Friday, December 19, 2014

Lots of Dominance in Wolves, and Even More in Dogs

There is nothing quite as amusing as the young person with a single Labrador Retriever weighing in on the notion of dominance in dogs and wolves. Not that he has ever had a group of dogs himself, you understand, and not that has even seen a wolf or even read the actual work of the wolf biologist he is quoting. His or her objection is not based on actual experience with dogs or wolves, you see. It's all about philosophy.

It's all a laugh riot of course. Expertise deried from Wikipedia and regurgitated articles from The Bark or some other glossy for the pet trade.

In the real world, of course, there are real wolves and real wolf experts, same as there are real packs of dogs and real dog experts.

Wolf experts will tell you that dominance shapes every aspect of wolf life, from mating to communication, from vocalization to who squats to pee.

And, as I have noted and shown with data and video tape clips of the largest wild wolf pack in the world, battles over dominance are among the leading natural causes of wolf death in the wild.

But are wolves more centered on dominance than dogs?

Not according to the most recent study comparing the two in a perfect parallel.

As Virginia Morell notes in a recent article in Science magazine, wolves seem to be more programmed to cooperate than dogs. While wolves cooperate, dogs submit to more dominant dogs.
For dog lovers, comparative psychologists Friederike Range and Zsófia Virányi have an unsettling conclusion. Many researchers think that as humans domesticated wolves, they selected for a cooperative nature, resulting in animals keen to pitch in on tasks with humans. But when the two scientists at the Messerli Research Institute at the University of Veterinary Medicine Vienna studied lab-raised dog and wolf packs, they found that wolves were the tolerant, cooperative ones. The dogs, in contrast, formed strict, linear dominance hierarchies that demand obedience from subordinates, Range explained last week at the Animal Behavior Society meeting at Princeton University. As wolves became dogs, she thinks, they were bred for the ability to follow orders and to be dependent on human masters.

Range and Virányi developed their new portrayal of dogs and wolves by giving a series of tests to socialized packs of mixed-breed dogs and wolves, four packs of each species, containing anywhere from two to six animals each. The scientists raised all the animals from about 10 days old at the Wolf Science Center in Game Park Ernstbrunn, Austria, living with them 24 hours a day until they were introduced to pack life, so that they were accustomed to humans.

Range and her colleagues tested the dogs’ and wolves’ tolerance for their fellow pack members with a mealtime challenge. The researchers paired a high-ranking dog with a low-ranking pack buddy and set out a bowl of food, then gave the same challenge to a pair of wolves. In every matchup, “the higher ranking dog monopolized the food,” Range told the meeting. “But in the wolf tests, both high- and low-ranking animals had access” and were able to chow down at the same time. At times, the more dominant wolves were “mildly aggressive toward their subordinates, but a lower ranking dog won’t even try” when paired with a top dog, Range said. “They don’t dare to challenge.”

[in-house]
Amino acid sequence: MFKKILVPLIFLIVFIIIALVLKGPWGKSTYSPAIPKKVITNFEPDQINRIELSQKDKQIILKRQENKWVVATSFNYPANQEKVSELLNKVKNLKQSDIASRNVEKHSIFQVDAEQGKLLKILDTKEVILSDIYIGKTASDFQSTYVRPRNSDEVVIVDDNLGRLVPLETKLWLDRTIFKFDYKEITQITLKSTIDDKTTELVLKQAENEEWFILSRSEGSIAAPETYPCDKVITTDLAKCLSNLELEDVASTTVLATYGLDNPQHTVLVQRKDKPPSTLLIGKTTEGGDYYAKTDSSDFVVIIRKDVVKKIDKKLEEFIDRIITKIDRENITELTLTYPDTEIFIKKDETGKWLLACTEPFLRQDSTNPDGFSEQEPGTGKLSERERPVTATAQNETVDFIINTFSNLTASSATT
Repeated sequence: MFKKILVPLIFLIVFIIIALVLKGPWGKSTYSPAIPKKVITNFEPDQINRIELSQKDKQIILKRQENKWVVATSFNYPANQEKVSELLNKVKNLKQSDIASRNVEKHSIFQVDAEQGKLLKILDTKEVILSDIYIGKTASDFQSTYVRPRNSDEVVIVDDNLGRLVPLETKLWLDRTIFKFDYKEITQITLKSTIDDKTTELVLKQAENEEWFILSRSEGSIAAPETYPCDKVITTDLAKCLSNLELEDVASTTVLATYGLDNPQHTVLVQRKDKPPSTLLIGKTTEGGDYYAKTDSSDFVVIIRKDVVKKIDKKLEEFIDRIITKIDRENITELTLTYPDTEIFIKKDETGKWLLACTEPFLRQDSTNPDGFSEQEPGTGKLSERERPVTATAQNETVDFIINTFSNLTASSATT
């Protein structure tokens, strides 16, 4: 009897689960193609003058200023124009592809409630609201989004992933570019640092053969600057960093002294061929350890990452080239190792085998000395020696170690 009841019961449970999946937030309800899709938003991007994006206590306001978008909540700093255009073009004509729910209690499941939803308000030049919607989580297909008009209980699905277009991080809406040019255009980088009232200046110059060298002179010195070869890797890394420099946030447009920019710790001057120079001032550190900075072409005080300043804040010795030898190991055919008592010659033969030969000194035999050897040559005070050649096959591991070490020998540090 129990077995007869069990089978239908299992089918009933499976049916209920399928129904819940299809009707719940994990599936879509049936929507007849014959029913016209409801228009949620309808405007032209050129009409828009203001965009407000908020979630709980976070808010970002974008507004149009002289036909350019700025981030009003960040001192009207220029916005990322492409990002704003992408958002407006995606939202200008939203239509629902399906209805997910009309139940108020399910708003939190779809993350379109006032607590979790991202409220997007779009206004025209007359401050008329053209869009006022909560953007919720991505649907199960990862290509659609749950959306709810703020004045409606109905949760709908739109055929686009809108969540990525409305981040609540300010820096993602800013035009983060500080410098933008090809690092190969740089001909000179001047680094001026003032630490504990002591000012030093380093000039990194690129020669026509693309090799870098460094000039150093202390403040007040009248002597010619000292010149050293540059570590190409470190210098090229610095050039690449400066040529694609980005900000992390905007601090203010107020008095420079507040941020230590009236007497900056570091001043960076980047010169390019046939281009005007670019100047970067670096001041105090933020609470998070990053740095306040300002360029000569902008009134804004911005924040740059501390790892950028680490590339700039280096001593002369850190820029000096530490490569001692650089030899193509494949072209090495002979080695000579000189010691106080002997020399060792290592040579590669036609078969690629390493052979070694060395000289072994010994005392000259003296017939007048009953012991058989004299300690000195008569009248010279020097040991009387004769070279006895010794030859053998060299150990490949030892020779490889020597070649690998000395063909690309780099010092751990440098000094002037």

Range and Virányi suspect that the relationship between dogs and humans is hierarchical, with humans as top dogs, rather than cooperative, as in wolf packs. The notion of “dog-human cooperation” needs to be reconsidered, Range said, as well as “the hypotheses that domestication enhanced dogs’ cooperative abilities.” Instead, our ancestors bred dogs for obedience and dependency. “It’s not about having a common goal,” Range said. “It’s about being with us, but without conflict. We tell them something, and they obey.”
Whoops! It seems the hand of man has not been selecting for "cooperation" as the theorists have so-oft opine, but for submission.

This will, no doubt, be very unsettling for some, and result in a new flurry of words, shading, explanation, and revisionist back-peddling. This is to be expected. It's pretty rare for folks to toss own their frames when presented with new facts, and much more common to toss out the facts, even if they come from the house organ of the American Association for the Advancement of Science.

The good news, however is that what people "believe " and parrot hardly matters.  As Neil DeGrasse Tyson has noted, what 's great about science is that it's true whether you "believe" in it or not! "Perspective" and "philosophy" do not enter into the picture when it comes to reality.

Ayn Rand Reviews Children's Movies

Over at The New Yorker, Mallory Ortberg imagines Ayn Rand (aka Alisa Zinovievna Rosenbaum, aka Ann O'Connoras a children's movie critic. A sample: